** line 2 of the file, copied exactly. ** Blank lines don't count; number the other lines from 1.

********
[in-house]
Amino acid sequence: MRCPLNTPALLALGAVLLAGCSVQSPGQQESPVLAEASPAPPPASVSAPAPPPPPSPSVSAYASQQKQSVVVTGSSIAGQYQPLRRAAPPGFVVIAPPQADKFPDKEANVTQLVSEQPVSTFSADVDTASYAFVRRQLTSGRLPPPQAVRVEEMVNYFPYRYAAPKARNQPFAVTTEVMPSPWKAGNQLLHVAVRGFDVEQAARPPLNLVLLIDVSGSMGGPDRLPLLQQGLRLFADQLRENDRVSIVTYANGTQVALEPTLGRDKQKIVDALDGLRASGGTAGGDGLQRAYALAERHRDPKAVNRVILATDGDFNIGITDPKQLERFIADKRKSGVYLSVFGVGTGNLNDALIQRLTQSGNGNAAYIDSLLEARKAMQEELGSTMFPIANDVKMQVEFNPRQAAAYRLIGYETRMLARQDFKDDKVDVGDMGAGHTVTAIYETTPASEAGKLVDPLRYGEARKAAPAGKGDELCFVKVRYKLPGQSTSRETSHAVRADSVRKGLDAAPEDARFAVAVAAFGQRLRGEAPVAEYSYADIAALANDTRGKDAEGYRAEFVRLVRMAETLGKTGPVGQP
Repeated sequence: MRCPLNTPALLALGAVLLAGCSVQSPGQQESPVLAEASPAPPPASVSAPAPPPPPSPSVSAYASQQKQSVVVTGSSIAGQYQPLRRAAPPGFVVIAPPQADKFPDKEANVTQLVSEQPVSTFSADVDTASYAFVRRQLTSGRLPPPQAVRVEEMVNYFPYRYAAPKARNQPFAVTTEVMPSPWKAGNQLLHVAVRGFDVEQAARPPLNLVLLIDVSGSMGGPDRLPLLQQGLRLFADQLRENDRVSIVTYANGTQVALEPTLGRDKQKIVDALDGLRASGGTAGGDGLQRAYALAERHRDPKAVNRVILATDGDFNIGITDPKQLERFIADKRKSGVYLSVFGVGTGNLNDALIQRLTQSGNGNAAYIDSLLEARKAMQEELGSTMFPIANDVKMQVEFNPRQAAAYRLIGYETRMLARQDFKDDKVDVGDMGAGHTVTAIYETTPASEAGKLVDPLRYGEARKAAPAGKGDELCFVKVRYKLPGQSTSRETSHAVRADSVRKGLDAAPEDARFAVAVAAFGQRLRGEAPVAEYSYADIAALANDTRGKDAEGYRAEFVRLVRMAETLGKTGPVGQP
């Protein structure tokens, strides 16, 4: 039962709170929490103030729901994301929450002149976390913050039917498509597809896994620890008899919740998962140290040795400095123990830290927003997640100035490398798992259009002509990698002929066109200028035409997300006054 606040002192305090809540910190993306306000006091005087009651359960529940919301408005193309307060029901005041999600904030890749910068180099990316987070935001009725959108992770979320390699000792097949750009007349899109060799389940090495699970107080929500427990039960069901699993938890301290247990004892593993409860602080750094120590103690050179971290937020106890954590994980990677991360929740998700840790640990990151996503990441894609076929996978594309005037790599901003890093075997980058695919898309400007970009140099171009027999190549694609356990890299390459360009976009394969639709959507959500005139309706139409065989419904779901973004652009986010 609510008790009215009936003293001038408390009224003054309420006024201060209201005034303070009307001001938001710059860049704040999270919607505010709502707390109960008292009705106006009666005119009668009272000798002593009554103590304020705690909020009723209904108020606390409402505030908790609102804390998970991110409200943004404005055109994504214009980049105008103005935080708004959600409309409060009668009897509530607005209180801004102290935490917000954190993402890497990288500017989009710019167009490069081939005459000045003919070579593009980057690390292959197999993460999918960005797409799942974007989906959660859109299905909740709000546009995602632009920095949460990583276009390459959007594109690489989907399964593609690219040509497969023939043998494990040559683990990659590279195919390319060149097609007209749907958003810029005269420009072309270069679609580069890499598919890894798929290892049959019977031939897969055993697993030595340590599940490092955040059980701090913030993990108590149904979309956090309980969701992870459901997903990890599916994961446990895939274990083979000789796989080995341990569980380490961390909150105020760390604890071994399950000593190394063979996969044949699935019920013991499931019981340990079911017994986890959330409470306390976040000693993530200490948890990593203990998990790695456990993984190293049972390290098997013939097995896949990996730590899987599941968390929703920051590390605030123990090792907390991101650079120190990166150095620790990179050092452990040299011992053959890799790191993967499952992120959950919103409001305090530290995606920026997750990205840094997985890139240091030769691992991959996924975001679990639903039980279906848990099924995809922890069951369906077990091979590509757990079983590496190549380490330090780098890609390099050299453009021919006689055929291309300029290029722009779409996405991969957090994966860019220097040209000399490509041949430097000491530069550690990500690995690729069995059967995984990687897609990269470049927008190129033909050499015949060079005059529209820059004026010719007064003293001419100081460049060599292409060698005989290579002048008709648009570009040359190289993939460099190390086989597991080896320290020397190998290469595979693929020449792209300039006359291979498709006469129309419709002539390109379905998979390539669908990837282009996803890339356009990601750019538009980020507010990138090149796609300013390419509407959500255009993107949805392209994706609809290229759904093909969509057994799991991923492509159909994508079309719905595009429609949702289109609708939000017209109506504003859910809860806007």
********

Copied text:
Amino acid sequence: MRCPLNTPALLALGAVLLAGCSVQSPGQQESPVLAEASPAPPPASVSAPAPPPPPSPSVSAYASQQKQSVVVTGSSIAGQYQPLRRAAPPGFVVIAPPQADKFPDKEANVTQLVSEQPVSTFSADVDTASYAFVRRQLTSGRLPPPQAVRVEEMVNYFPYRYAAPKARNQPFAVTTEVMPSPWKAGNQLLHVAVRGFDVEQAARPPLNLVLLIDVSGSMGGPDRLPLLQQGLRLFADQLRENDRVSIVTYANGTQVALEPTLGRDKQKIVDALDGLRASGGTAGGDGLQRAYALAERHRDPKAVNRVILATDGDFNIGITDPKQLERFIADKRKSGVYLSVFGVGTGNLNDALIQRLTQSGNGNAAYIDSLLEARKAMQEELGSTMFPIANDVKMQVEFNPRQAAAYRLIGYETRMLARQDFKDDKVDVGDMGAGHTVTAIYETTPASEAGKLVDPLRYGEARKAAPAGKGDELCFVKVRYKLPGQSTSRETSHAVRADSVRKGLDAAPEDARFAVAVAAFGQRLRGEAPVAEYSYADIAALANDTRGKDAEGYRAEFVRLVRMAETLGKTGPVGQP